Up to 40% of Omicron hospital admissions are in UNVACCINATED adults, officials finally reveal after data transparency row (but they STILL won’t say how many have had a booster)
- Officials were accused of scare-mongering for giving no context in daily Omicron hospitalisation updates
- But UK Health Security Agency last night snuck out extra details that offered more clarity on state of play
- There have now been 668 Omicron hospitalisations among patients in England and 26% were unvaccinated
- But figure was as high as 40% in Omicron-hotspot London, which the UKHSA had the most ‘robust’ data for
Up to 40 per cent of patients hospitalised with the Omicron variant are unvaccinated, health chiefs have finally revealed in the wake of a transparency row.
Officials were accused of scare-mongering for providing no context in daily updates on how many people have needed medical treatment after testing positive for the ultra-infectious strain.
But the UK Health Security Agency, which replaced the now-defunct Public Health England, has for the first time released extra details offering more clarity on the current state of play.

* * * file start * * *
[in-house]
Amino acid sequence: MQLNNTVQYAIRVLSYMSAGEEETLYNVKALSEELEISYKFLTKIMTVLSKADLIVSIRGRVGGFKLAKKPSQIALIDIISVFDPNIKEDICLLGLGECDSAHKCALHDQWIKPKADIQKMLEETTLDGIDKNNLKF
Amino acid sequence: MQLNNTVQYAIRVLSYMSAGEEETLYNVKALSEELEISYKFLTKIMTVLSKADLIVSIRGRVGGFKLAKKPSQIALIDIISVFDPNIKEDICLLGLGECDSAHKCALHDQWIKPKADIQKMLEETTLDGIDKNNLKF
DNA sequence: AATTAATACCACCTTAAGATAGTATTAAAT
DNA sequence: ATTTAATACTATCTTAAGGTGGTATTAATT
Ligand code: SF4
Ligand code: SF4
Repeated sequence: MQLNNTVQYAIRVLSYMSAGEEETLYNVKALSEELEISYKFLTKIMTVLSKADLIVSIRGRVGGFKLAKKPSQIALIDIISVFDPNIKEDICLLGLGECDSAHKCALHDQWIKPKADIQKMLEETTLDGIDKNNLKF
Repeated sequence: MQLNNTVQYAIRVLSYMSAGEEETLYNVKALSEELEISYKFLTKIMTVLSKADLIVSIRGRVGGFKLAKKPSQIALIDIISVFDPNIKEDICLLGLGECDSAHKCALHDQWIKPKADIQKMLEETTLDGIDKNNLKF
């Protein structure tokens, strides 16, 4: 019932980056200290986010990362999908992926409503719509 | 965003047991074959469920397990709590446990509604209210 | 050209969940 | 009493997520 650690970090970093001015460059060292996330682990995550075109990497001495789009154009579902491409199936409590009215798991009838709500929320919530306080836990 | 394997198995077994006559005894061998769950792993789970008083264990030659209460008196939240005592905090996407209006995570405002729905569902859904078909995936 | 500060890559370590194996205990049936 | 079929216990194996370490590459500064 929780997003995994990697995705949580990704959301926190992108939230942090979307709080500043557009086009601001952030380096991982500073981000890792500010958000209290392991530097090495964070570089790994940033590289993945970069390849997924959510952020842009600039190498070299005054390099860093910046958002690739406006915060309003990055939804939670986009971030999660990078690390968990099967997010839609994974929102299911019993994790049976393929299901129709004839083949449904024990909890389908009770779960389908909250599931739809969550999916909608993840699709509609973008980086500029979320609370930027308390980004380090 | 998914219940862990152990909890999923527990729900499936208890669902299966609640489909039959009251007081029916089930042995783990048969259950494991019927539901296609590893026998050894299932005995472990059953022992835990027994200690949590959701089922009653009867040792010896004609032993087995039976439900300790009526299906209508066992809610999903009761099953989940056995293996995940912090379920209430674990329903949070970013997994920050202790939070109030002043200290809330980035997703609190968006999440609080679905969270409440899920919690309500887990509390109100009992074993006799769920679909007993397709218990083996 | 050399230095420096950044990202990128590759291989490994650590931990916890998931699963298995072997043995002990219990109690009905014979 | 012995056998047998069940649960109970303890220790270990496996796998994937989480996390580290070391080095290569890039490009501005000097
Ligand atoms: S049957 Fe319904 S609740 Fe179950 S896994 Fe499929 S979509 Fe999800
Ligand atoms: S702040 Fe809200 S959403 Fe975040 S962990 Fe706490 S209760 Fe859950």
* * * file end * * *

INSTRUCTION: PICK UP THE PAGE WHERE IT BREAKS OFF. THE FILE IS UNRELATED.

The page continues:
There have now been 668 hospital admissions among patients in England who have either swabbed positive for Omicron or are heavily suspected of having it.
Twenty-six per cent were unvaccinated, according to the agency’s nationwide analysis. But the UKHSA revealed the figure was as high as 40 per cent in Omicron-hotspot London, which it had the most ‘robust’ data for. It said the findings ‘reflect the importance of vaccine uptake’.
The agency – which snuck out the figures last night before publishing another update today – also upped the variant’s fatality toll to 49.
But health bosses have still yet to reveal whether any of the victims had already received a booster or if the virus was even the primary cause of their death, despite mounting pressure to release extra information.
The UKHSA’s report also didn’t say if any of the hospitalised patients had been given a third vaccine, leaving even more questions about the country’s current Covid outbreak.
It comes as a top NHS official today called for caution over gloomy interpretations of rising hospitalisation figures, warning the spread of Omicron would inevitably lead to growing numbers of ‘incidental’ cases.